After eighty-eight years, the Washington NFL team is finally changing their name and logo.
The announcement came today in a statement from the team, according to CNBC, in which the company says that the name is being retired and that they are working to develop a new name and logo:
We want to keep our sponsors, fans and community apprised of our thinking as we go forward. Today, we are announcing we will be retiring the Redskins name and logo upon completion of this review. Dan Snyder and Coach Rivera are working closely to develop a new name and design approach that will enhance the standing of our proud, tradition rich franchise and inspire our sponsors, fans and community for the next 100 years.
This change comes a long way from the attitude of team owner Dan Snyder, who told USA Today back in 2013 that he would never change the name: “It’s that simple. NEVER — you can use caps.” Snyder is far from alone in adjusting his stance following the protests around the country after George Floyd’s death on May 25.
An interesting piece of wording in the statement is the first thing mentioned is their sponsors. This is not a moral decision, but a financial one. Due to the deep racial interrogation that has been happening over the last few months, companies have been working to rebrand themselves as aware. Bank of America, Nike, Pepsi, and FedEx, all sponsors for the team, have spoken out against the name, and just last week, Amazon joined Wallmart and Target in pulling their merchandise.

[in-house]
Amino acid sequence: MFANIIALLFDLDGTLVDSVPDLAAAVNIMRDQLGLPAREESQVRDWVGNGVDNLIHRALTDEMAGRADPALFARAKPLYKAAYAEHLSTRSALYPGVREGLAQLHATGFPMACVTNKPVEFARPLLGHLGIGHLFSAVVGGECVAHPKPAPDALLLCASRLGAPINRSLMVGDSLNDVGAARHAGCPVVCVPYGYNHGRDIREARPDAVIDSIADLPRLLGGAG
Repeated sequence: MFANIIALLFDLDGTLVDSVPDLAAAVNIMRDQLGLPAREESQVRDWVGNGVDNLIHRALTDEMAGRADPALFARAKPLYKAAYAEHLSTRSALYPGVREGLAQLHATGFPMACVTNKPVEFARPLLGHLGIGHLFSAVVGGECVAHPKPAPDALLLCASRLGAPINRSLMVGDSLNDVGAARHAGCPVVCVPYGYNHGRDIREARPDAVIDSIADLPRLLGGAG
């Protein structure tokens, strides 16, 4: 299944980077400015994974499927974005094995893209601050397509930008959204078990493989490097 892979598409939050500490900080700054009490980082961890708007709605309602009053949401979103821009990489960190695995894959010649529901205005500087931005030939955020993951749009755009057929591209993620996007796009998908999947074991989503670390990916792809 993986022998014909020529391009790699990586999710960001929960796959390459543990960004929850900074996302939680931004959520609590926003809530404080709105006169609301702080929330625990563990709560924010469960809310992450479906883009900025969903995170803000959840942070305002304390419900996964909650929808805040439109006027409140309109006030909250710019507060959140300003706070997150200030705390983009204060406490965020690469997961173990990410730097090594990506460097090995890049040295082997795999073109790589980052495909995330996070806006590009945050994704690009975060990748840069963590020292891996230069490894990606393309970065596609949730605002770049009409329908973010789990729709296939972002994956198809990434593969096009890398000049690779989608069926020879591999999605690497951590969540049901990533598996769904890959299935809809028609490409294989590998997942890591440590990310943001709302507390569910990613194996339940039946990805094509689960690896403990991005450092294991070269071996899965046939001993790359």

Despite the capitalism that was behind this decision, I’m glad it was done. Native American folks have been talking about the issue for years, and their voices have been key in getting this issue on the table.
Of course, now the issue is finding a new name and logo, which is already getting trolled a little bit, and honestly, some of the names are legitimately funny.
Going all in for Washington War Hogs https://t.co/pa46UW4XYf
— Maggie Serota (@maggieserota) July 13, 2020
I’m sure there will be many who will cry political correctness and cancel culture, but if cancel culture worked the way people thought for businesses, then when this issue, which has been discussed for decades, would have been taken seriously already. This issue has been a part of Native American discourse since the ’60s and has been part of the mainstream conversation since the ’90s.
Plus, I’m sure now all that retired merch is going to sell for thousands of dollars to “own the libs.”
And even in the end, the statement that announces this change does not make a single mention of Native Americans, the appropriation and stereotyping of their identity, or the activists who worked towards it. Nope, it’s about the sponsors first.
(via CNBC, image: Doug Pensinger /Allsport)
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